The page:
PP Publishing has issued two new piping books by PP Editor Robert Wallace. The first is the ‘The Bagpiper’s Handbook’. The full-colour book is described as ‘a concise yet complete handbook for all pipers. Learn how to tie in a stock, adjust your reeds, test your bag and much, much more. A handy size, the book can be kept in the pipe case for easy reference.’
In the Foreword the editor writes: ‘This handbook has important advice on how to keep your bagpipe in good playing order. A poorly maintained instrument will never sound well, nor be comfortable to play.[wds id=”9″]
‘The piper is totally responsible for the sound he or she produces and all your hard work learning tunes and perfecting your fingerwork will go for nothing if you have a pipe suffering from a lack of care and attention.
‘Therefore a pride in the tone and look of your bagpipe is something you should cultivate. This handy manual will set you on the road to achieving a good sound and looking the part. Follow these simple guidelines and your instrument will repay you with years of pleasure and enjoyment.’
The book costs £8 and is available here.
The second book is a German translation of the editor’s popular Bagpipe Tutor 3 – Piobaireachd. The translation has been carried out with meticulous care by German piper Sven Kessler, a keen student of ceol mor.
The book teaches all the technique required for successful delivery of this music plus four tunes: The Wee Spree, The Boat Tune, Clan Campbell’s Gathering and Duncan MacRae of Kintail’s Lament.[wds id=”10″]
The book comes complete with free audio and video instruction available via the PP Publishing website though this is in English.
Mr Wallace said: ‘There is a growing interest in Germany in piobaireachd. Already we have top German pipers Martin Kessler and Anna Kummerlöw winning prestigious events such as the Braemar Gold Medal.
‘I hope this book will feed the interest in classical pipe music I know exists in Germany. I know from my teaching there over the past 12 years or so that there is a thirst for knowledge about this music.’
The book costs £10 and is available here. Bagpipe Tutor 1 is also available in German. Check it out here.
1 thought on “Two New Books from PP Publishing”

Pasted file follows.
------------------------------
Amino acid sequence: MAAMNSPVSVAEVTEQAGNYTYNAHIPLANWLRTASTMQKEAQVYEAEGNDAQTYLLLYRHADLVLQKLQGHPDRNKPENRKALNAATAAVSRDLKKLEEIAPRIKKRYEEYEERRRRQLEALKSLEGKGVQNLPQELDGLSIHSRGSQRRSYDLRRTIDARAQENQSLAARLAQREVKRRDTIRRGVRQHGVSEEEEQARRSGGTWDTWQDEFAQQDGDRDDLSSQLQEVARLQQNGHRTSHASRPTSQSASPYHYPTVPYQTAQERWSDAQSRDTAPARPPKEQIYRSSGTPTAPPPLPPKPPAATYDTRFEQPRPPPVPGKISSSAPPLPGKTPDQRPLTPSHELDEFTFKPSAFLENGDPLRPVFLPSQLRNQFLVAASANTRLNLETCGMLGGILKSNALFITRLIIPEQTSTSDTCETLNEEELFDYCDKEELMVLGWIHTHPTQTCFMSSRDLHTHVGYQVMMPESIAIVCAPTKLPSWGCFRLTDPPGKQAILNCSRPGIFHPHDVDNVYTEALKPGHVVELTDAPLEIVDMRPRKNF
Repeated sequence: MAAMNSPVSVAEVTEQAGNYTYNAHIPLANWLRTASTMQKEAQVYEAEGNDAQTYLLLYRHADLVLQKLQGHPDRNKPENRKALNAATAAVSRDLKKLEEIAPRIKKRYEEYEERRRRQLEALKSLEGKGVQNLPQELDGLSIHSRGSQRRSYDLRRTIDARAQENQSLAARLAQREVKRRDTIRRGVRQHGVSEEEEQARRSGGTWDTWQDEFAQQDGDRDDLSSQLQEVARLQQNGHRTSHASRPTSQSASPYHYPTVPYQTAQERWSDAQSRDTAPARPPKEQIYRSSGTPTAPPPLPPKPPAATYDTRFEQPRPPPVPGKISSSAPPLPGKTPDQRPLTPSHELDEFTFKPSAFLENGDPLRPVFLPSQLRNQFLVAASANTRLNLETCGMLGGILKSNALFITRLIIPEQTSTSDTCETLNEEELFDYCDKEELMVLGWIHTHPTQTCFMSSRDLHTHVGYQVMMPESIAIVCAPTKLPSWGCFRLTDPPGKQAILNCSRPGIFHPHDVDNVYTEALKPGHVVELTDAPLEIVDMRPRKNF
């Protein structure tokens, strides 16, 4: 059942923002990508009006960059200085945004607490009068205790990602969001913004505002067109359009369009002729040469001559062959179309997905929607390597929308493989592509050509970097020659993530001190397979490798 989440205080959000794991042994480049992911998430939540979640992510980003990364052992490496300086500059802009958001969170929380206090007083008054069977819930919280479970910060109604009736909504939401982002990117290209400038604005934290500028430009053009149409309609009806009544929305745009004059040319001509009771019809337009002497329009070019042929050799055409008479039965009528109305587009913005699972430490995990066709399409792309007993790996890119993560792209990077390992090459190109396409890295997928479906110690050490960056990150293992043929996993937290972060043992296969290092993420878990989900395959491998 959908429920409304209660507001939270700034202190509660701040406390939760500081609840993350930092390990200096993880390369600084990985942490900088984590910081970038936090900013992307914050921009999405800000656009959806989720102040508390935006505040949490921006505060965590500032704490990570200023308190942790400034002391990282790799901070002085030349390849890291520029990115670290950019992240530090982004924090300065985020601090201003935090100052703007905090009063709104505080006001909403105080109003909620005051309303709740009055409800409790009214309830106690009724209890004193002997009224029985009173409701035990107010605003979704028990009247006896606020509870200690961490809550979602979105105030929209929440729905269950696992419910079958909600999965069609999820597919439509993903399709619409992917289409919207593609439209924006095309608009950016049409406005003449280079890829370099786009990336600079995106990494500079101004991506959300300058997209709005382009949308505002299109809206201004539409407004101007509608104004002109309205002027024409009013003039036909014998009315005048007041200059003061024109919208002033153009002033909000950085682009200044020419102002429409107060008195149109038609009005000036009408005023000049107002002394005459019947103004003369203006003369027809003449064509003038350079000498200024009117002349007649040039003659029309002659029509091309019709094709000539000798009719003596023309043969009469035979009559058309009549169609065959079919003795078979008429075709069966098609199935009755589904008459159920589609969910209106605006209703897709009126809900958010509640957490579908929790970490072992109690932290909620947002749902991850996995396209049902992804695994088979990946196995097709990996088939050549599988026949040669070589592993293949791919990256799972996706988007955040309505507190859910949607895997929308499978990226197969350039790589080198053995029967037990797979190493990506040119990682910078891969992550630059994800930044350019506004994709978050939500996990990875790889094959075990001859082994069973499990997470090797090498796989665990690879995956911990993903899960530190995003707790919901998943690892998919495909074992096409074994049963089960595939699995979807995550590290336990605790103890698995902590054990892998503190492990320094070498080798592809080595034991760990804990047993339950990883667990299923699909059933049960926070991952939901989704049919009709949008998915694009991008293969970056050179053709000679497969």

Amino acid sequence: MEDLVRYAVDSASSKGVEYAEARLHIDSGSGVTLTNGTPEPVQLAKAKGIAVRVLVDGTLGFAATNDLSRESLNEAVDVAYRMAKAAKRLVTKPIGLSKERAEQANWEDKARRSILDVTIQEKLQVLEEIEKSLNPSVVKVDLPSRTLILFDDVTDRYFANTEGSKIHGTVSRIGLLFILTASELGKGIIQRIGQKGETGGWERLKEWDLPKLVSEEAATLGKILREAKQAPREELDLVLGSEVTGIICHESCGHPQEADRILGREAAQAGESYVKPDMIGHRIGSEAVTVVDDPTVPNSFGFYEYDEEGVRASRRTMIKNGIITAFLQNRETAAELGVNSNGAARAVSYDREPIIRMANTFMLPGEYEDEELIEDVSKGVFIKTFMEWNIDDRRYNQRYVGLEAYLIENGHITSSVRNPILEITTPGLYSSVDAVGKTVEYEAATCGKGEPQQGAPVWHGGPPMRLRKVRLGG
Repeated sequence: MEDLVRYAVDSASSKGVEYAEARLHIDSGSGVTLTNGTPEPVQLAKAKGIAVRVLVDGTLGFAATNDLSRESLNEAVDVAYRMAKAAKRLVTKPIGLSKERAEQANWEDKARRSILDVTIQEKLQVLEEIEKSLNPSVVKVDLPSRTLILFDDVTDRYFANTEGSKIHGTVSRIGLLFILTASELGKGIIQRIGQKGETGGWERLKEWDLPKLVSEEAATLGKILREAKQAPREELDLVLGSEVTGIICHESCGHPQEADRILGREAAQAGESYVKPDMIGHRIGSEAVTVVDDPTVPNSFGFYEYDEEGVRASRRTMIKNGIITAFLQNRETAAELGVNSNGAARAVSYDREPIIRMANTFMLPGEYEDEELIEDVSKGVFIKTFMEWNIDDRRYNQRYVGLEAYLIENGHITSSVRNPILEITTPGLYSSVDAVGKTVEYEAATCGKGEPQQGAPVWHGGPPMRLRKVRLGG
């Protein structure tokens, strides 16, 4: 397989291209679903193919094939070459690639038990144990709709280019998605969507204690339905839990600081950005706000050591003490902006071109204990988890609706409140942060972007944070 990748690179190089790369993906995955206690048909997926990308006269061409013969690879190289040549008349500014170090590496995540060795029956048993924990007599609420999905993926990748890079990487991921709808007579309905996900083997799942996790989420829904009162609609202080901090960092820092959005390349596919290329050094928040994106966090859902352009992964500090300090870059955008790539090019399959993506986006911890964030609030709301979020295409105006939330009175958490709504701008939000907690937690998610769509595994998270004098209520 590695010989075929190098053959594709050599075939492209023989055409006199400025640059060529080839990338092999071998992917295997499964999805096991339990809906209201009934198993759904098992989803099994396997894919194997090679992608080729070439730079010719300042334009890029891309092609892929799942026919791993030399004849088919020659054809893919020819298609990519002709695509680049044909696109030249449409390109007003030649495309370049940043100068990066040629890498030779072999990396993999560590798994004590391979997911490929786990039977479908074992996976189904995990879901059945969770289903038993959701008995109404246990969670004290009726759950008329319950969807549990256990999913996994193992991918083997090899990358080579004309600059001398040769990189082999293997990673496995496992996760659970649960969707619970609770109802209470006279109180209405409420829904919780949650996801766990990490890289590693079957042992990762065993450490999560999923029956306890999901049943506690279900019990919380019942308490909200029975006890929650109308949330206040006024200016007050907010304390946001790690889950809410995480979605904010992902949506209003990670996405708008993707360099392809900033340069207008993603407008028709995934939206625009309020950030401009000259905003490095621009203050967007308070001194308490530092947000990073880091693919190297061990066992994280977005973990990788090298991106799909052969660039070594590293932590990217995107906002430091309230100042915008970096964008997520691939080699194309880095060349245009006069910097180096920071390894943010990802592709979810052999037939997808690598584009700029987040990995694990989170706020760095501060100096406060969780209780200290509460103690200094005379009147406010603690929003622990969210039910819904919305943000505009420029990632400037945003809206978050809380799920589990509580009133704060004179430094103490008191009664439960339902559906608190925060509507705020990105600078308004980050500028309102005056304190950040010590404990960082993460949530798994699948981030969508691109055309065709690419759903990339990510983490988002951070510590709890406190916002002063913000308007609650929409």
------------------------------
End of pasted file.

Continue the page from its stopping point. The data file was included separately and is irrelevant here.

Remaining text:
There have been a few efforts at the production of a Piper’s Handbook and they are worthwhile. As a young fellow, my father Addison Watson, who for a period of 20 years was the pipe major of the local Legion band in Dingwall gave me some information on how to do setting up and maintenance, of keeping the bagpipe in good shape. To be said he was not a champion piper, but from memory he always did manage to obtain a good sound from his own bagpipe and this helped me quite a bit. In those days John A MacLellan was stationed in Dingwall as the RSM of the Territorial Army, 11th Seaforth Highlanders. I would have heard him frequently if I was loitering ‘over the bridge’ in Dingwall where the Army drill hall was located. The sound of his bagpipe was excellent as anybody who heard him then would testify. This did impress me. However, I think in about 1966 or 1967, when indeed, I had been playing for a number of years and making a decent fist of it, the RSM as he was then, produced a Pipers Handbook. He was by that time stationed at Edinburgh Castle. I purchased the book and found that in some cases what I was doing to keep my bagpipe in order was maybe doubtful and if the pipes were going well, it was more good luck than knowledge. Reeds then as now were complete mystery and scraping and manipulation was, just ‘suck it and see’. It worked at times, but ignorance is bliss. That book in terms of setting up the bagpipe was invaluable to me in the following years. In the early sixties and seventies, going round the games etc, I was actually surprised about how poorly prepared some very good pipers were in setting up their pipes. Of course the late Donald MacPherson was the benchmark in producing good sound in bagpipes, but there was mystery surrounding him as to how he achieved this. There were others, but he was undoubtedly the leader in this. In that era there was a lot less of gouging and taping up pitch holes in chanters. Those who could do it seemed to be able to make good choices of reeds. Were the reeds and chanters made more compatible to each other then? So easy to view through rose coloured spectacles.
However, this type of book in giving an insight as to how to set up and maintain the bagpipe is invaluable. It is true that without getting a decent or good sound from the bagpipe, the efforts of good technique etc is diminished. There are some very good players even today who would benefit from doing some studying of the sound they produce and as a reader, I would hope that this new book will help.